That message could be working “for some segments of the population, maybe for some initial first-generation immigrants that are just now coming over, and have not necessarily been as exposed to all the different discussions around affirmative action,” said Christine Chen, executive director of Asian Pacific Islander American Vote, a nonpartisan organization that seeks to increase electoral and civic engagement. “I think still for a large segment of the population, that doesn’t necessarily resonate with them.” A survey conducted by Chen’s organization found that 70% of Asian Americans support affirmative action.
In tandem with the question of admissions standards at Jefferson, Republicans are also hoping that criticisms of the emerging field of critical race theory will win back suburban voters who disliked Trump but may now be unhappy with public school curriculum changes that include a focus on the history of racism and white supremacy.
“You have this kind of ‘woke’ ideology that really is just deeply offensive to a lot of people, whether you’re to the left or to the right,” said Ian Cummings, a Republican activist in Norfolk who was active in urging the Republican Party to create an opportunity for Orthodox Jews to participate in the convention. “The woke ideology has obviously provoked a big backlash among conservative voters, but it’s also sparked a backlash from what I’ve seen, among a lot of middle-of-the-road suburban moms and suburban families, the same suburban people that have fled Trump.”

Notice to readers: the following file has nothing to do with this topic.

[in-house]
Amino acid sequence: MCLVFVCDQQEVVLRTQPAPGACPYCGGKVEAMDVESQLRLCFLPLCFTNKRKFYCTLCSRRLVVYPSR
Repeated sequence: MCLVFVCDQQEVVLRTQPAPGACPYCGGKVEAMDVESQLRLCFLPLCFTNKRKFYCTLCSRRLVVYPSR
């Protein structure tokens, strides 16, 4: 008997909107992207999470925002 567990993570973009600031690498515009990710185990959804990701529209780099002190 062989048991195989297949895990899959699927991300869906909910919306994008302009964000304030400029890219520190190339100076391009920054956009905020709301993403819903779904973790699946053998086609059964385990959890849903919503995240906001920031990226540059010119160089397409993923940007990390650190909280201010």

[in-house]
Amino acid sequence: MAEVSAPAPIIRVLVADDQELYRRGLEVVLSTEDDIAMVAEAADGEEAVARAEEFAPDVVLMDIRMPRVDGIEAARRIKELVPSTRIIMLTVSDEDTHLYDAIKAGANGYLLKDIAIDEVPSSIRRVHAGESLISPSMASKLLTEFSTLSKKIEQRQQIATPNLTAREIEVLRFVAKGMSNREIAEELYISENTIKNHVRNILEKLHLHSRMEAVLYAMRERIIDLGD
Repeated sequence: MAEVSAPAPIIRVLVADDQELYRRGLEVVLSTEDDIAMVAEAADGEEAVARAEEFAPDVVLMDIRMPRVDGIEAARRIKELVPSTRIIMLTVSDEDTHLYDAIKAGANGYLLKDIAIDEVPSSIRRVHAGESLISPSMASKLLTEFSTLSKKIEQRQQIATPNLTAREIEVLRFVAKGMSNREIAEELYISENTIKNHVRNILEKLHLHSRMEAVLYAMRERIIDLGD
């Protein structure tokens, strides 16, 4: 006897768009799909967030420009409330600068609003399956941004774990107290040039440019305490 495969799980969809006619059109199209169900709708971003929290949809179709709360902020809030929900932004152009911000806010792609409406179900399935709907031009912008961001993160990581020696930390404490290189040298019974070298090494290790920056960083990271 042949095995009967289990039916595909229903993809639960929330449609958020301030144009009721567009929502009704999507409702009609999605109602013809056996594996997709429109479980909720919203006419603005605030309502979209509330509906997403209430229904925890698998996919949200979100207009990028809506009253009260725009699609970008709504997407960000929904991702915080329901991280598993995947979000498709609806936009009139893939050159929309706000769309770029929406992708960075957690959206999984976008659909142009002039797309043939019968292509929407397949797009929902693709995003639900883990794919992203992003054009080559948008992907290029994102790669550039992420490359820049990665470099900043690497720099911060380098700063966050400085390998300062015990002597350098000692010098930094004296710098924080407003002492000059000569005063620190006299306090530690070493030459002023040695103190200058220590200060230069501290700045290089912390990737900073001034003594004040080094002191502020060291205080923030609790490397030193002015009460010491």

Others, though, are skeptical that such efforts will resonate with voters.
“Especially with the critical race theory, I think that’s still very new, that whole concept,” said Chen. “I don’t think that will actually work well, because for us the solution to combating anti-Asian violence is actually more education about our community.”
“I have yet to see anybody other than card-carrying base Republicans be excited about the issue of ‘wokeness,’” said Kidd. “I’m not convinced that that’s the path that’s going to excite suburban voters to say, ‘We’re going to shift from what we’ve been doing for the last 10 years to this person that we don’t know and we’ve never seen before.’”
Ultimately, Republicans think that the best message they have to win over voters of color and disenchanted Democrats is that winning the governor’s race would be a check on the power of Virginia Democrats.
Davis likened the situation to states like Maryland and Massachusetts, which are heavily Democratic overall but have a history of electing Republican governors. “Voters know that you still have a Democratic legislature,” Davis argued, “so it’s not like you’re giving the keys over to Republicans to run the state. You’re kind of balancing it, at a time when the Democratic legislature probably moved a little faster than the state was willing to go, was ready to go.”